Yucatan and the Maya: A History Apart—FULL
The Maya created the most sophisticated civilization in the Ancient Americas, with a writing system, intricate codes of law, and teeming cities full of great public and private art. Many of the descendants of these people live in the Yucatan peninsula, where Mayan languages are still regularly spoken. While the Spanish conquest was swift, brutal, and total in central Mexico, the Mayan area of the Yucatan was not as completely conquered nor as firmly held, leading to a unique blending of Spanish and indigenous peoples.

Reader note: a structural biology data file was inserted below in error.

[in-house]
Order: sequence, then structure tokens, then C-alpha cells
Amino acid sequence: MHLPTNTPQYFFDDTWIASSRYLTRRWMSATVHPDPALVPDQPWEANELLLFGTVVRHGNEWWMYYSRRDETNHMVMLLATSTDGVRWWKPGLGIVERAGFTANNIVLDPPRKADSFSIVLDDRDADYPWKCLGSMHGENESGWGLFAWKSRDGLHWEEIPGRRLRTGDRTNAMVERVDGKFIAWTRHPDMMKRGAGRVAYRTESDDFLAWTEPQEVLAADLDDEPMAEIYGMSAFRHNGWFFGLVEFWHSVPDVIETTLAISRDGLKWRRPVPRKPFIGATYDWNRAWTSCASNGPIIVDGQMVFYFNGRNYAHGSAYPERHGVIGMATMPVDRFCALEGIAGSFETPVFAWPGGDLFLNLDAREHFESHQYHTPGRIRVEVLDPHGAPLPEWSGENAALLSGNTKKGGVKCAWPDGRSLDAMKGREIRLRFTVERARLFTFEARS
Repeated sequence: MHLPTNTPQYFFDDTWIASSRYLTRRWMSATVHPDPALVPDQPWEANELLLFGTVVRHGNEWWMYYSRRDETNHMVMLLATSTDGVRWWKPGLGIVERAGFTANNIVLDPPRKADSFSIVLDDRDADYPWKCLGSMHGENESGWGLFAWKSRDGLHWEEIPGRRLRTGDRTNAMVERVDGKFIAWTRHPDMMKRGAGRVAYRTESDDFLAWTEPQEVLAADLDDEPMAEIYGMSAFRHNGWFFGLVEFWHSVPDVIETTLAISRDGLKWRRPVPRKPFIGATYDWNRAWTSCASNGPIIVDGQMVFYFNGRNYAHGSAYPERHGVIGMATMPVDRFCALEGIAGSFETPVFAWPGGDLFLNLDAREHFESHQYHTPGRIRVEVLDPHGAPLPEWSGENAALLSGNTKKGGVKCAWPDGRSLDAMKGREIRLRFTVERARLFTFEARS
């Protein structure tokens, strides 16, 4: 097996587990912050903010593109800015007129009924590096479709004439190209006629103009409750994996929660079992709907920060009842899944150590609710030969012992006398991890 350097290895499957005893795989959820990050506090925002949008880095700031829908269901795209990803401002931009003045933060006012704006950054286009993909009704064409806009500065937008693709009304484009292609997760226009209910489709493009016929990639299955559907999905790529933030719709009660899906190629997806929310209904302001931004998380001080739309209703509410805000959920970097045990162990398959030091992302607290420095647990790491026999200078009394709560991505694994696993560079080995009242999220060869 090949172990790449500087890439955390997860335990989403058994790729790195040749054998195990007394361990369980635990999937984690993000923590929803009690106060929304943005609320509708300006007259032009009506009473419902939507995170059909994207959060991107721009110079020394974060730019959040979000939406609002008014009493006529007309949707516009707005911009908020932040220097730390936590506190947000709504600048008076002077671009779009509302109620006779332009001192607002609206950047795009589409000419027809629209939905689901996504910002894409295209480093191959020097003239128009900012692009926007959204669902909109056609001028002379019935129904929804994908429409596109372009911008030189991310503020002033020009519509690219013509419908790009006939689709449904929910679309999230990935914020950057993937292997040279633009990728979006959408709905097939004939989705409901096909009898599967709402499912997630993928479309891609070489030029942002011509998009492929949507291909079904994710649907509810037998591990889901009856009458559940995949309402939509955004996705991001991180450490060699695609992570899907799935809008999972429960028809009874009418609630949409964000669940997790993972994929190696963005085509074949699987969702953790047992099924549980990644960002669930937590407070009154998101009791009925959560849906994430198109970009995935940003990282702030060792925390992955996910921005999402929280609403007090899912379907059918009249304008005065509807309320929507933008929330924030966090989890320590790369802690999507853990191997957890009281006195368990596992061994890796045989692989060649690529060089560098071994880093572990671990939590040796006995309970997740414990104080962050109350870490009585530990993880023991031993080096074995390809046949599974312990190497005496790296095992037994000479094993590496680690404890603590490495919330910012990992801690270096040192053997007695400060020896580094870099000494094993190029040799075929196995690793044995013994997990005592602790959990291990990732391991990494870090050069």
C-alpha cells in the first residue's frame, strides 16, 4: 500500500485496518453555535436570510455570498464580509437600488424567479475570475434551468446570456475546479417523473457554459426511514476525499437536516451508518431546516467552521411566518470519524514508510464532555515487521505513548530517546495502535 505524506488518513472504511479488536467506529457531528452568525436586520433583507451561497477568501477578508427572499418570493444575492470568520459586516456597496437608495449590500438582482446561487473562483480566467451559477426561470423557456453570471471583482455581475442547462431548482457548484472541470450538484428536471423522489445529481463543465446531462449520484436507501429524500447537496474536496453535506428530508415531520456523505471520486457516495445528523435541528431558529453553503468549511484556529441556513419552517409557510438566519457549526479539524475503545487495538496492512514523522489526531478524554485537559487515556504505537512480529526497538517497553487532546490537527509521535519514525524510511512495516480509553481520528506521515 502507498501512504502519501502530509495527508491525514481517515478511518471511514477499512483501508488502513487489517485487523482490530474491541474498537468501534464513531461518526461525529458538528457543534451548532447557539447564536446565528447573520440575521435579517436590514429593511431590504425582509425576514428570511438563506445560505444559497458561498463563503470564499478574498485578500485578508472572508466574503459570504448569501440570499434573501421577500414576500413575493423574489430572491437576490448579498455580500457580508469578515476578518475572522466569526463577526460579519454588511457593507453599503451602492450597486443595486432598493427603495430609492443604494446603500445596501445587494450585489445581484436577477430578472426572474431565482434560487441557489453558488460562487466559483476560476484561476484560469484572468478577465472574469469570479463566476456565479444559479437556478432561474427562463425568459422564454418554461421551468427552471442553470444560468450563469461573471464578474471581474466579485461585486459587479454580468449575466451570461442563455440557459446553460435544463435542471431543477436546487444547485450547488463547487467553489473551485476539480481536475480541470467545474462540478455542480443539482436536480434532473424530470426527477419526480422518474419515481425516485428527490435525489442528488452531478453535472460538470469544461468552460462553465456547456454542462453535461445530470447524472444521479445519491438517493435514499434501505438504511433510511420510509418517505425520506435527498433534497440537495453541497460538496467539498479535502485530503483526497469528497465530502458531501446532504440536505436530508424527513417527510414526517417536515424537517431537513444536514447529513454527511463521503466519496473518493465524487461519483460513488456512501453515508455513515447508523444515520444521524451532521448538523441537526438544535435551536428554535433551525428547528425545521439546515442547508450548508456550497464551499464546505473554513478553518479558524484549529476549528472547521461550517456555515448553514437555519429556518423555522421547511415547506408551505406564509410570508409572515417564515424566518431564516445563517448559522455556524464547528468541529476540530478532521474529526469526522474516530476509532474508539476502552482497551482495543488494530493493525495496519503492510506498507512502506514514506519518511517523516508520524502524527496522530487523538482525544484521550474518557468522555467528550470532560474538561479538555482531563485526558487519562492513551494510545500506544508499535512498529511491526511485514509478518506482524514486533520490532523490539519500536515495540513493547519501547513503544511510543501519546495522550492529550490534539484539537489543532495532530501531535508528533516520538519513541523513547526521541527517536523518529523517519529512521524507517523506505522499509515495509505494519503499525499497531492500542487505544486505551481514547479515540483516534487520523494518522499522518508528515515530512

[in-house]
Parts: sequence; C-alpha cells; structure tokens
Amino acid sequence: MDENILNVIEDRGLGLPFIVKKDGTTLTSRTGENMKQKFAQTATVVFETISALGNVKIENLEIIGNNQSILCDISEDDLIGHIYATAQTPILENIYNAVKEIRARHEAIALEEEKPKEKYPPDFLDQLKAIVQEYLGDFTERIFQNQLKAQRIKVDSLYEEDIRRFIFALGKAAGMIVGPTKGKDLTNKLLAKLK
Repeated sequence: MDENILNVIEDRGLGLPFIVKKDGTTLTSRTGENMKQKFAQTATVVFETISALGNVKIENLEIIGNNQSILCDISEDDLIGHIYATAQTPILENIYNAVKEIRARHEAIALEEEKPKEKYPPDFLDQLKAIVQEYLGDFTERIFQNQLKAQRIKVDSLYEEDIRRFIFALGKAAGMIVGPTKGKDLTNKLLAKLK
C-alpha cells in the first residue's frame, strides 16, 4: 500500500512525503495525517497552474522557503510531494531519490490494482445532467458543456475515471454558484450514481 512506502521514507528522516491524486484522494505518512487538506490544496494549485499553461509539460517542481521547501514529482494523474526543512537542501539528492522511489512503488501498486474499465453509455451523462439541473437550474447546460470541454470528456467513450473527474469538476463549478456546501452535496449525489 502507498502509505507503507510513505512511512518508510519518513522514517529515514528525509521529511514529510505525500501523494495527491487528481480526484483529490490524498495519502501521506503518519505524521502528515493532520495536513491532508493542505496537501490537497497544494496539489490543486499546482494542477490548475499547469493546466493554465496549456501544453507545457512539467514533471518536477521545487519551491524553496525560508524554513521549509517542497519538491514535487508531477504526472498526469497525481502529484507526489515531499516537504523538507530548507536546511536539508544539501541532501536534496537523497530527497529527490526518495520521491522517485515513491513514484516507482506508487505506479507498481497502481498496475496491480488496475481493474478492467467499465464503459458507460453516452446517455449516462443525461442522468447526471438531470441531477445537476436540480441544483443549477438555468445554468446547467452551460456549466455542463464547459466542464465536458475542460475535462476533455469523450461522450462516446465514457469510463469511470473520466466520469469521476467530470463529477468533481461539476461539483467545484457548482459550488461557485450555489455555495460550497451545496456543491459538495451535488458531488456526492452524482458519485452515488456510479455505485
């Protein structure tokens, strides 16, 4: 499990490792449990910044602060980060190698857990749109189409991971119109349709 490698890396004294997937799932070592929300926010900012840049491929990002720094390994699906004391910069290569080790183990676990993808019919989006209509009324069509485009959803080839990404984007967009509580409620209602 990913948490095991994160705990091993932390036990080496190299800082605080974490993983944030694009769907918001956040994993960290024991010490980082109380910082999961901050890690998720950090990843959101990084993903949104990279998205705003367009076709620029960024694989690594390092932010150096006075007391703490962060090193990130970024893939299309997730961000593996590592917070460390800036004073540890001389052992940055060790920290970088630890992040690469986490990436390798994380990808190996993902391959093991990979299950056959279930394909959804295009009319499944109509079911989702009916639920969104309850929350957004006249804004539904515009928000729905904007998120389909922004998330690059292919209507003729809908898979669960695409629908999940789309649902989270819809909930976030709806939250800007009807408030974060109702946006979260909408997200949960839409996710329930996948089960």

Rex Koontz, professor in the school of art at University of Houston as well as its director, will explore how the sophisticated ancient civilization and the colonial experience have joined to produce a rich, innovative, and singular culture on the peninsula. His lecture will lay the groundwork for our spring 2016 journey to the Yucatan. Dr. Koontz is the author of Lightning Gods and Feathered Serpents: The Public Sculpture of El Tajin (University of Texas Press, 2009); coeditor with Heather Orr of Blood and Beauty: Organized Violence in the Art and Archaeology of Mesoamerica and Central America (The Cotsen Institute of Archaeology Press, 2009); and coauthor with Michael Coe of Mexico: From the Olmecs to the Aztecs (Thames & Hudson, 2013, 7th edition).